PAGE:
The following is an interview with author Norm Harper, who recently released the new children’s book, The Naughty List. In this interview, Fanboy Comics Managing Editor Barbra Dillon chats with Harper about his inspiration for the holiday-themed story, his creative collaboration with artist Christopher Tupa, the other upcoming projects on which he is working, and more!
Barbra Dillon, Fanboy Comics Managing Editor: What inspired you to create the holiday-themed children’s tale, The Naughty List, and what do you hope that readers will find most enjoyable about the story?
Norm Harper: What I hope that readers will enjoy most about the story is the humor, and the way it takes the notion of Santa’s list and turns it on its head. It’s a kids’ picture book, but I’d like to think it’s just a little subversive – in a way, it’s kind of a holiday-themed, rhyming, supervillain origin story. It’s been said that great villains are the heroes of their own stories, and that describes Franklin’s situation perfectly. So, I hope it stands out from the crowd of other kids’ books and becomes something people want to revisit every year.
I absolutely love Christmas time, and I especially love the songs and movies and TV specials that come with it – A Charlie Brown Christmas, Miracle on 34th Street, Scrooged, Rudolph the Red-Nosed Reindeer, Bing Crosby singing “White Christmas”. . . I could go on and on. I love more Christmas media than I can usually fit into the month of December. So, the thought that I might create something that could become a part of someone’s holiday tradition is really exciting.
The project really came about by accident. I’d never intended to write a picture book. Certainly not a rhyming picture book. But, I was brainstorming ideas for other kinds of projects, and I landed on this idea of a kid who had to actively misbehave to save Christmas.
As I developed the idea, I kept coming up with increasingly outlandish ways for the kid to misbehave, and I would just mark them down in a spare Word doc to reference later. It was stuff that made me laugh, but which I wasn’t sure how to justify in a longer narrative. (“He could get kicked out of flight school for buzzing the tower.” That’s great, but how would I justify him being in flight school in the first place?)
So, eventually, I had a page’s worth of misbehavior – literally a list of ways to be naughty. And, I noticed some of them rhymed. So, I moved a couple of them around, wrote a couple of lines to open and close the piece, and before I knew it, my reference document had become a poem. I was trying to create a Steven Spielberg project, but ended up with Shel Silverstein.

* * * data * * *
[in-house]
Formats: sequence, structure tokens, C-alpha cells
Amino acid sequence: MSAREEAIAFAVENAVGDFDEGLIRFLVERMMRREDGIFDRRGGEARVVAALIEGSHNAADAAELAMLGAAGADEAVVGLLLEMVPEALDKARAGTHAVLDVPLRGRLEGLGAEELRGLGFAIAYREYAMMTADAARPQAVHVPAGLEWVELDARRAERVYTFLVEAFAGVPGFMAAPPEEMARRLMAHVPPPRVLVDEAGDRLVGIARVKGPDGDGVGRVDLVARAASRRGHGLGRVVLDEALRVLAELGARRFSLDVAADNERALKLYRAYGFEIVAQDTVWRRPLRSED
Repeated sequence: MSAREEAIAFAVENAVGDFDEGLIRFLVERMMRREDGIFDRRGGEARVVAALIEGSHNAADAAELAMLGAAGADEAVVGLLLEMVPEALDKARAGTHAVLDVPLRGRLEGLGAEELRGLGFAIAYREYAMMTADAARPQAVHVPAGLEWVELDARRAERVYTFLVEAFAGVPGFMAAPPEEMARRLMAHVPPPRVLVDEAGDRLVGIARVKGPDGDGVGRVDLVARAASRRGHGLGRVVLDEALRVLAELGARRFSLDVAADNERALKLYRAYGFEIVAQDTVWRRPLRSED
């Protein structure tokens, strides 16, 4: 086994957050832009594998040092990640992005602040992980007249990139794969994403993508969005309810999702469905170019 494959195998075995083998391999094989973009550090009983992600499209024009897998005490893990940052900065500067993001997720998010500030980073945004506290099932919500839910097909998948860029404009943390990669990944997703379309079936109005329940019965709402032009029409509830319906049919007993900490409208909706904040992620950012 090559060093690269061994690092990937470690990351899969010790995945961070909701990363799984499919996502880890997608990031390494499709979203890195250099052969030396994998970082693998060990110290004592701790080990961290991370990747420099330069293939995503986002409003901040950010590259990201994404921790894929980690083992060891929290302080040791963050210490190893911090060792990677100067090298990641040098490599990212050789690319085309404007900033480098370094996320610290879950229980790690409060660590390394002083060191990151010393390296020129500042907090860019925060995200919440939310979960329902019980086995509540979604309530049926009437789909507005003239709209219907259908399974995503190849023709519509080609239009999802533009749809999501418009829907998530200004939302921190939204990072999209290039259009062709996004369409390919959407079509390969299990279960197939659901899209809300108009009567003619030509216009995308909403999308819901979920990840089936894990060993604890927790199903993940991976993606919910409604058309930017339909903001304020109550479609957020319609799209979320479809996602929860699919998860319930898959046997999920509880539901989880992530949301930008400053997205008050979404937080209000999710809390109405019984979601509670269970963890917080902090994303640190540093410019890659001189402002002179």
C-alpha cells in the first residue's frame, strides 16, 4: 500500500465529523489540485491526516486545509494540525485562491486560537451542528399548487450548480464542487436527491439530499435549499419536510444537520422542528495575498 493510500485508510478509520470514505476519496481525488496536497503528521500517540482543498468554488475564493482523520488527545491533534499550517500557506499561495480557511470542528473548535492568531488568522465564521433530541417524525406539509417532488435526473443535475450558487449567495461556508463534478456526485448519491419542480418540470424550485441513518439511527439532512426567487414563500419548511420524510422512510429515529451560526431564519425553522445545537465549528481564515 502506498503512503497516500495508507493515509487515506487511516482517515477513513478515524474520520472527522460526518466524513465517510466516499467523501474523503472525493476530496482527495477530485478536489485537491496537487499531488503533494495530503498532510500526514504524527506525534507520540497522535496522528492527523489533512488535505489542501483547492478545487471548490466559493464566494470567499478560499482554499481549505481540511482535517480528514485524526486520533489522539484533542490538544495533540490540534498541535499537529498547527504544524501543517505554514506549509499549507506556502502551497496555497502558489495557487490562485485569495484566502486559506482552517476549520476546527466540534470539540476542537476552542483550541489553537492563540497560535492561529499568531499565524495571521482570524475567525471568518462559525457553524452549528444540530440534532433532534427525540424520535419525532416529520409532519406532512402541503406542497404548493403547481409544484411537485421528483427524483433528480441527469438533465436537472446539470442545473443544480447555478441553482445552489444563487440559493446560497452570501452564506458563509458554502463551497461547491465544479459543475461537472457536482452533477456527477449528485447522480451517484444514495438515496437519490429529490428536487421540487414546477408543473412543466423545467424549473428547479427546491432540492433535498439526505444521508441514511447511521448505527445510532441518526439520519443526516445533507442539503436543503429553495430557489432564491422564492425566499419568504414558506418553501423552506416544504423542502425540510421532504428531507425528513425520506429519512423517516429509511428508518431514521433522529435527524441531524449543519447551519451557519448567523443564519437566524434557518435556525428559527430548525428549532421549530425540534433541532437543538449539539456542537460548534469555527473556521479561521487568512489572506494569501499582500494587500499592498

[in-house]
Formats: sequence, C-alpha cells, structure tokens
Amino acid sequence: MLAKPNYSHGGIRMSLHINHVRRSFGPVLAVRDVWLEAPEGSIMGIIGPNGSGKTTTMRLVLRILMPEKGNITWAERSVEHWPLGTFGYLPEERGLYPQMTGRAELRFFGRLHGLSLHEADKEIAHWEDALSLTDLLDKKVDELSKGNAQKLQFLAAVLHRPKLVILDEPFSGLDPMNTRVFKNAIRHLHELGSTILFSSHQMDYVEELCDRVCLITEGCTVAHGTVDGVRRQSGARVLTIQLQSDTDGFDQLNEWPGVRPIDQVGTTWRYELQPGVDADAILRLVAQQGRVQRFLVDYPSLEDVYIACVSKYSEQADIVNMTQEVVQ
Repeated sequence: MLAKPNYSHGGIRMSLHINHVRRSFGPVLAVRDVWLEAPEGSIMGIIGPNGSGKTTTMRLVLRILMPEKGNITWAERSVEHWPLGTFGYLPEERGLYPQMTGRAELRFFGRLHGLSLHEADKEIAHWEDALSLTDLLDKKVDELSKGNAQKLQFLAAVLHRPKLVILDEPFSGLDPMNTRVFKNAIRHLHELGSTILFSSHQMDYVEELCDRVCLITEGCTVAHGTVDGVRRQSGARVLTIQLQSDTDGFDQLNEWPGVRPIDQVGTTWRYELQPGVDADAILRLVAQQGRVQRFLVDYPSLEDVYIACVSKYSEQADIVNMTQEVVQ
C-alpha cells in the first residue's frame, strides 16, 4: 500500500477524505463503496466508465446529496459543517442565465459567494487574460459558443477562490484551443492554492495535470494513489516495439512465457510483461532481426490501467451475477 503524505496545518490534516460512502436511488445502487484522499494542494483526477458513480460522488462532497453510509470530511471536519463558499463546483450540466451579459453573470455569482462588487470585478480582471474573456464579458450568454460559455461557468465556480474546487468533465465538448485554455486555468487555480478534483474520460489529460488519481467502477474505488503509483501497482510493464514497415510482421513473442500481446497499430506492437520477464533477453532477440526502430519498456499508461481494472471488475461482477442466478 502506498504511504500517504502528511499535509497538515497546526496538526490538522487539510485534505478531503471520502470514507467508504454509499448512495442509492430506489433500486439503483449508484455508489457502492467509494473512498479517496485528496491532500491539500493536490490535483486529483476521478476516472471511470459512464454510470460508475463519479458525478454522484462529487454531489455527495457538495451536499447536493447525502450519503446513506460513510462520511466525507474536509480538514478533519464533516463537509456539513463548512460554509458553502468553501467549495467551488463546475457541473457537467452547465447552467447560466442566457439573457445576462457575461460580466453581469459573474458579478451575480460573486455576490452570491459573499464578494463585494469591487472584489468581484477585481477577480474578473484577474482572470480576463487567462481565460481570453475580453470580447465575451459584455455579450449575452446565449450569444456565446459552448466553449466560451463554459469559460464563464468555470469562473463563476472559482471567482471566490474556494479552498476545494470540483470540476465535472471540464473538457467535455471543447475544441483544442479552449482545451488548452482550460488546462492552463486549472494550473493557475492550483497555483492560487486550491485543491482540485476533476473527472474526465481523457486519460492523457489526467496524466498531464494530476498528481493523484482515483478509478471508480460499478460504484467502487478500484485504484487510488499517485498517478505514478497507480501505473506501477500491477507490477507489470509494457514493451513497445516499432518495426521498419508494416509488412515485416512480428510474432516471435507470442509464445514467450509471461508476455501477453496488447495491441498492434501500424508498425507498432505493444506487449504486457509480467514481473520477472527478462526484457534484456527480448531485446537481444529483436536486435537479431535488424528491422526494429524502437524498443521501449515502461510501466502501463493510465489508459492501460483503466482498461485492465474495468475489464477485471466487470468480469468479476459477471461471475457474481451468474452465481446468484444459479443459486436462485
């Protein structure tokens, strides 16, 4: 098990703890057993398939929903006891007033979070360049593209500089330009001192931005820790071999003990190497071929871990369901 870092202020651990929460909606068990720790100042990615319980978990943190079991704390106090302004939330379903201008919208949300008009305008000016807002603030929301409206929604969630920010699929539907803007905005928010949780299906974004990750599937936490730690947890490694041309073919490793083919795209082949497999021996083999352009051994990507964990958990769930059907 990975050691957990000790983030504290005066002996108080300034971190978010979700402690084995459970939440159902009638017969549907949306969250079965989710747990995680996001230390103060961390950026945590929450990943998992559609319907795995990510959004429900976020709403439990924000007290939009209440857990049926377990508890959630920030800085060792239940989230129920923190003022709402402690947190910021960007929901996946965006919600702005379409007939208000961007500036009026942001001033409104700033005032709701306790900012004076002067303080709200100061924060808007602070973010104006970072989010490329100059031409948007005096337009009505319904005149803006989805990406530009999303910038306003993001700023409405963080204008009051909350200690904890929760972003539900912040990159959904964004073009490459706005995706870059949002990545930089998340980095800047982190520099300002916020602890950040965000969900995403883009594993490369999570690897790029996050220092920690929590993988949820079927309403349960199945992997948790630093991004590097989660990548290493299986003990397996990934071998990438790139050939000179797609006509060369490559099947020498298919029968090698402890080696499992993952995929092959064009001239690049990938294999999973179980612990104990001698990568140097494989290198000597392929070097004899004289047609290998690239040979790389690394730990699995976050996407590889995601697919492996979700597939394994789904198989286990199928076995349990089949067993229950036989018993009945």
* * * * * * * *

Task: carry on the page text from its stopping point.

I honestly didn’t know what to do with it at the time. It probably sat unused for six months or a year as I gave up on it and moved on to other projects.
BD: The Naughty List was illustrated by Christopher Tupa. How would you describe your creative process in working with Tupa, and why did you feel that he was a perfect fit for the project?
NH: I discovered Christopher’s work originally online. He does these great watercolor pictures based on ’80s properties – GI Joe, He-Man, Goonies, Gremlins, My Pet Monster – you name it, he’s drawn it. And, this is the same kind of nostalgic stuff that I love, and a lot of Franklin’s misdeeds are directly inspired by those kinds of things.
I ordered a painting or two from him to hang in my office, and at some point it eventually just clicked: That Christmas poem I had written plus Christopher’s art – that could be a book! So, I dug the poem out and wrote him. He said yes, and we got to work. I broke the poem down into pages and gave vague suggestions of what each corresponding picture could be. He took those and ran with it, generally turning in better art than my suggestions had been. He had a perfect sense for the tone of the whole piece.
At one point, he even turned in a page of the main character asleep in bed on Christmas Eve, and the character’s hugging a teddy bear that looks exactly like my wife’s favorite bear from childhood. Not what that bear looked like new. He drew it the way her bear looks now, after years and years of love from a child. All worn and matted and misshapen. So, I took a picture of my wife’s bear and sent it to him and asked, “How did you know?” and he shot back a picture of his childhood bear – same bear. Worn down in very much the same ways. It was a little surreal. So, maybe there was a kind of Velveteen Rabbit-style magic that brought us together. A Christmas miracle.